June 2017

Download the Full June 2017 Issue PDF

Subscribers Only — lasting less than 12 weeks the ACP recommends nondrug treatments, such as application of heat, massage, acupuncture or, possibly, spinal manipulation by a chiropractor or osteopathic physician. If this is not successful, you can add medications such as nonsteroidal anti-inflammatory drugs (NSAIDs), including ibuprofen (Advil®, Motrin®) and naproxen (Aleve®), or muscle relaxants, including cyclobenzaprine (Flexeril®).   More...

Hand Arthritis & Swimming for Exercise

Both osteoarthritis (OA) and rheumatoid arthritis (RA) can affect the joints in the hands, but usually in a different distribution. OA develops when the cushioning cartilage that covers the ends of bones at the joints deteriorates, leading to pain and stiffness. RA is an autoimmune disease, in which the body’s immune system mistakenly attacks tissues around joints. Like running and bicycling, swimming is a good aerobic exercise.   More...

Medication Management during Hip and Knee Replacement

Subscribers Only — Total hip or knee replacement surgery can be life-changing for many people with severe arthritis, allowing them to return to a high level of function free of pain. But for people with rheumatoid arthritis or another form of inflammatory arthritis (rather than osteoarthritis), there are some added concerns.   More...

Stop Worrying and Start Walking

Subscribers Only — There’s no doubt that movement helps joints. But pain, weakness and fear of falling may get in the way of being physically active. If that happens, consider getting some support—from a cane, walker or rollator. People with osteoarthritis, which is the wearing away of the cushioning material (cartilage) in joints, need to exercise. Movement helps to circulate synovial fluid across the joint, which provides much-needed lubrication and nutrition to the joint.   More...

Hand Pain May Be Carpal Tunnel Syndrome

Pain and numbness in your wrist and hand may be a sign of arthritis, but it could also be carpal tunnel syndrome (CTS). The classic symptom that separates CTS from arthritis is waking up at night with numbness and tingling mainly in the thumb and index and ring fingers, but not the little finger.   More...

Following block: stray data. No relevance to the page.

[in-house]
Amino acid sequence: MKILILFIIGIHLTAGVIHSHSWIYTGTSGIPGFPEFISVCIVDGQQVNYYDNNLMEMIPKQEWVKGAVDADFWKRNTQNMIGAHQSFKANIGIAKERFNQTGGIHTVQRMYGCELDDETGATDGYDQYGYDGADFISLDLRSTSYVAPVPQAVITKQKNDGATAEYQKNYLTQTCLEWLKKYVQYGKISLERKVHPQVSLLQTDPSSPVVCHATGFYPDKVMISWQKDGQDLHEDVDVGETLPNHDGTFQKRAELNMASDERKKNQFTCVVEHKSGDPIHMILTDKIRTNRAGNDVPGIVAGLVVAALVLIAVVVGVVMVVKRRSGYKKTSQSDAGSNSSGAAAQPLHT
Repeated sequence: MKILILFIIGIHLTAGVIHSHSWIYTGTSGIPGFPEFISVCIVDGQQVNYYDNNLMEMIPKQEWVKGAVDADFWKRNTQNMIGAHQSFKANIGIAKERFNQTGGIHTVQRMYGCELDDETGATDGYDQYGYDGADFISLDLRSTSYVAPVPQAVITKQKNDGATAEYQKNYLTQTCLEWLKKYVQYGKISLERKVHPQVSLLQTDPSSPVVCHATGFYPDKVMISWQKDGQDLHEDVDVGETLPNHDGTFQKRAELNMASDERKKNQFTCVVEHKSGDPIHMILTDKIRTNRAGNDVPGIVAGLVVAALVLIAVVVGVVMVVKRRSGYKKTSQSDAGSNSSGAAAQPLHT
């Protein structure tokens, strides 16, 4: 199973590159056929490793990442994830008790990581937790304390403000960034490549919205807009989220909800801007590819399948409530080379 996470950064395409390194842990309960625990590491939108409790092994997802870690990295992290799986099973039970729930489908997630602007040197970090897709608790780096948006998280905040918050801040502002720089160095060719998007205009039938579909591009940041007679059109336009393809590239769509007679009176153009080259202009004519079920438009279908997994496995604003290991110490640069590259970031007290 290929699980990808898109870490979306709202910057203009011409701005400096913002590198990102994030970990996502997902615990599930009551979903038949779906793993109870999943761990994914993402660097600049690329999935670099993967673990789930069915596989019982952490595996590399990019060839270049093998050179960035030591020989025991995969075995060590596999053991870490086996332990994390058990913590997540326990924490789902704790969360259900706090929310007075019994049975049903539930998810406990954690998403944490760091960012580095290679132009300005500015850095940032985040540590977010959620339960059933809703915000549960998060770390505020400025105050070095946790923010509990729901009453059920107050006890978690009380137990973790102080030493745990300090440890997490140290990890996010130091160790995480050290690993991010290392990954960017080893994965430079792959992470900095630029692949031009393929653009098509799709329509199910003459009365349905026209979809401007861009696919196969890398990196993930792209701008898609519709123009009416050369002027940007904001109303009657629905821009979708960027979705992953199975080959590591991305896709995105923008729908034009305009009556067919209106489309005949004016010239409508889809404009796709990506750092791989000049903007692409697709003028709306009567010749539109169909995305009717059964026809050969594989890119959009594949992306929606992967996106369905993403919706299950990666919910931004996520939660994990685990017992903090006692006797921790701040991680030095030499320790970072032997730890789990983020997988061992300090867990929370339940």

Treating Low Back Pain

Subscribers Only — For longstanding low back pain, the guidelines suggest exercise (guided by a physical therapist), acupuncture, mindfulness-based stress reduction, tai chi, yoga, progressive relaxation, cognitive behavioral therapy, spinal manipulation and other such modalities. The authors advise getting these therapies from appropriately trained professionals, such as physicians, physical therapists, chiropractors, licensed acupuncturists, and psychotherapists.   More...

In the News: June 2017

he prevalence of arthritis among adults in the United States is growing, according to new data published by the Centers for Disease Control and Prevention (CDC) in the monthly report Vital Signs (March 2017). Using data from the 2013 to 2015 National Health Interview Study, the CDC estimated that 54.4 million adults (about one in four) have doctor-diagnosed arthritis, including osteoarthritis (the most common type of arthritis) and others, such as rheumatoid arthritis, gout and fibromyalgia.   More...

The Challenge of Fibromyalgia

Even though no blood, imaging or other test can confirm a diagnosis of fibromyalgia, it is a real medical condition, afflicting about four million Americans. This chronic pain syndrome causes pain all over the body, fatigue, sleep problems and difficulty with memory and concentration. While there are   More...